Russia is another country where facial recognition technology is lawful and is widely used. In particular, in Moscow, a network of 100,000 cameras equipped with facial recognition technology are being used to make sure anyone placed under quarantine stays off the streets. A Russian court reaffirmed in its decision the lawfulness of such technology ruling that it does not causes any breach of privacy rights. Certainly, there are several requirements for the conformity of facial recognition with data protection principles. Therefore, the cameras are controlled from a purpose-built coronavirus control centre. Images and personal details of those under quarantine are put on a database so they can be recognised by the cameras. The centre can also be used to monitor social media for «fake news» on the coronavirus, according to officials, and track international arrivals from virus hotspots. However, serious concerns are raised since Russian national authorities seek to expand facial recognition technology. In particular, many privacy groups and digital rights lawyers allege that the national data protection legislation which enables the undefined procession of data rights for the purposes of protection of public security is unproportioned and incompatible with fundamental rights and freedom. According to those allegations, since there is no judicial or public oversight over the surveillance methods in Russia, including facial recognition, there is a potential infringement of the European Convention of Human Rights, mainly of the article 8 regarding the protection of private life. The principles of proportionality, necessity and accountability are violated so facial recognition should be limited. At this point, it should be noticed that the European Court of Human Rights in Strasbourg has already ruled that Russia's legal provisions governing communications surveillance did not provide adequate safeguards against arbitrariness or abuse, and that therefore a violation took place of Article 8 of the European Convention of Human Rights. Consequently, Moscow’s use of facial recognition could be contested at the European Court of Human Rights.
Facial recognition is also legitimate and legal practice in Canada where it has been initially used for purposes of border controls. Therefore, in order to guarantee public and national security, the police authorities proceeded to the expansion of facial recognition technology without any special requirements for the protection of human privacy. That expansion can be easily explained but not justified by the fact that Canada doesn't have a policy on the collection of biometrics, which are physical and behavioural characteristics that can be used to identify people digitally. Because of that, there are no minimum standards for privacy, mitigation of risk or public transparency, according to the Office of the Privacy Commissioner of Canada's website. Consequently, facial recognition systems can be used. Due to the strong criticism regarding the lawfulness of the technology in case, the Canadian Commissioner of the Office of Privacy has recently outlined necessary actions for privacy and data protection in an annual report to parliament. Through the emission of two specific recommendations on artificial intelligence and its legal requirements, the Commissioner admits the necessity and the great value of the use of facial recognition platforms, especially in the era of the pandemic due to Covid-19. Those platforms offer significant help and support in order to prevent the expansion of the pandemic and to protect public health. Nevertheless, stricter rules governing their use should be adopted in order to guarantee human privacy. In that vein, governments must cooperate with data protection authorities to ensure compliance with legal frameworks in the development and use of AI systems, keeping in mind consequences for human rights.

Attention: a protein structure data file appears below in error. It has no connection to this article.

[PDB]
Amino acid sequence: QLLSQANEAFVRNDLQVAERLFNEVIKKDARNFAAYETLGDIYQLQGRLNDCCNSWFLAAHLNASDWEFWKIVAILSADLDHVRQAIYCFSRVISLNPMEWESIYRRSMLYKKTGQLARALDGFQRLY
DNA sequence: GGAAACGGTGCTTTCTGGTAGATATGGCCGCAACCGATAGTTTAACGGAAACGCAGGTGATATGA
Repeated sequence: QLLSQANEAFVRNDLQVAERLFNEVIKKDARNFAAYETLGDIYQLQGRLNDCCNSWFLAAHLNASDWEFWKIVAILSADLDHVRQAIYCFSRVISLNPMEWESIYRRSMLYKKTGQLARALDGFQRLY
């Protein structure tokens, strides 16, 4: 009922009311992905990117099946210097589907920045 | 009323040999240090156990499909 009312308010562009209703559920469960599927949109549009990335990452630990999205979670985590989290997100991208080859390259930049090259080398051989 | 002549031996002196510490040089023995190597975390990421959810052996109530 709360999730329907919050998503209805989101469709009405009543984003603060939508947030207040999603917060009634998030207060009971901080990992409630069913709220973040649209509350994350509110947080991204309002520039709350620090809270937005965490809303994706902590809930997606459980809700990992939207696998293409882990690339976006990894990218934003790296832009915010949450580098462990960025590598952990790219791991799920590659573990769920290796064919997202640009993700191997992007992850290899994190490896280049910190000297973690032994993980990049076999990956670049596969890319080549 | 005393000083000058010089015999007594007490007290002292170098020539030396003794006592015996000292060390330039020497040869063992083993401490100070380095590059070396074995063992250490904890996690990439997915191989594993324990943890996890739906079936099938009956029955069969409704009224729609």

The thorough analysis which preceded demonstrated some useful conclusions. First of all, it is evident that the European Union’s policy on data privacy and artificial intelligence seems to provide more efficient and safe guarantees for the protection of fundamental rights in comparison to relevant international legislations. The European Union continues to be the safeguard of fundamental rights and freedoms and consolidates the European area of justice. Regarding the legal treatment of the challenges produced by the rapid and ongoing evolution of the technology, it is clear that facial recognition constitutes an inherent action of the EU digital strategy. Without any doubt, it includes processing of special categories of personal data. Despite the fact that existing European legislation on data rights could be applied, such as the General Data Protection Regulation, the Directive 2016/680 and the Directive PNR, the adoption of specific regulatory frameworks at national level is urgent. Certainly, all safeguards for the protection of fundamental rights must be implemented. However, due to the special nature of facial recognition and the continuous evolution of technology, all EU member states should adopt new laws on this issue. Therefore, national data protection authorities must cooperate and issue safe guidelines which would lead to the later adoption of laws.
Regarding the material scope of the proposed legislative package on facial recognition, it should be noticed that, in accordance with the relevant provisions of the GDPRits use could be legal and legitimate for the purposes of the prevention, investigation, detection or prosecution of criminal offences or the execution of criminal penalties, including safeguarding against and preventing threats to public security. Furthermore, due to the rapid expansion of the pandemic caused by Covid-19, facial recognition technology could be used for the purposes of protection of public health. In all those cases, the establishment of strict conditions of application of facial recognition is of primary interest. In summary, the duration of use should be defined, the recipients of the act should not be children as well as it must be ordered by national authorities, such as police and judicial authorities. Furthermore, adequate and effective safeguards must be put in place against abuse of power, in accordance with the European Court of Human Rights. Such adequate and effective safeguards would require prior authorization by the competent Minister. In addition, the lawfulness of the measures should be examined either by a judicial authority or by an independent legal body. Under those specific conditions, facial recognition can meet not only the requirements set out under the European legislation on data rights but also the challenges posed by the EU digital strategy. Otherwise, uncontrolled facial recognition will lead to a new form of Orwellian society where technology will not serve the person but will eliminate human dignity.